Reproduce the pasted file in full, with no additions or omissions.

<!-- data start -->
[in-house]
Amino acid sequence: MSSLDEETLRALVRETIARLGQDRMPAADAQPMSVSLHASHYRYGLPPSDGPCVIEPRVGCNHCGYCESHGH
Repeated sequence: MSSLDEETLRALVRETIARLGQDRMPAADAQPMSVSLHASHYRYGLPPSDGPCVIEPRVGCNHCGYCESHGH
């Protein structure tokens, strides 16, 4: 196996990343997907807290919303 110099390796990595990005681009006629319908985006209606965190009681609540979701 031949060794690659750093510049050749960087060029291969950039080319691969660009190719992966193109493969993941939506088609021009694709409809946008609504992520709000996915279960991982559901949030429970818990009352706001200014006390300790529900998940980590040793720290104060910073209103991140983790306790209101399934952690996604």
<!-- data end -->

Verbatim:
[in-house]
Amino acid sequence: MSSLDEETLRALVRETIARLGQDRMPAADAQPMSVSLHASHYRYGLPPSDGPCVIEPRVGCNHCGYCESHGH
Repeated sequence: MSSLDEETLRALVRETIARLGQDRMPAADAQPMSVSLHASHYRYGLPPSDGPCVIEPRVGCNHCGYCESHGH
């Protein structure tokens, strides 16, 4: 196996990343997907807290919303 110099390796990595990005681009006629319908985006209606965190009681609540979701 031949060794690659750093510049050749960087060029291969950039080319691969660009190719992966193109493969993941939506088609021009694709409809946008609504992520709000996915279960991982559901949030429970818990009352706001200014006390300790529900998940980590040793720290104060910073209103991140983790306790209101399934952690996604």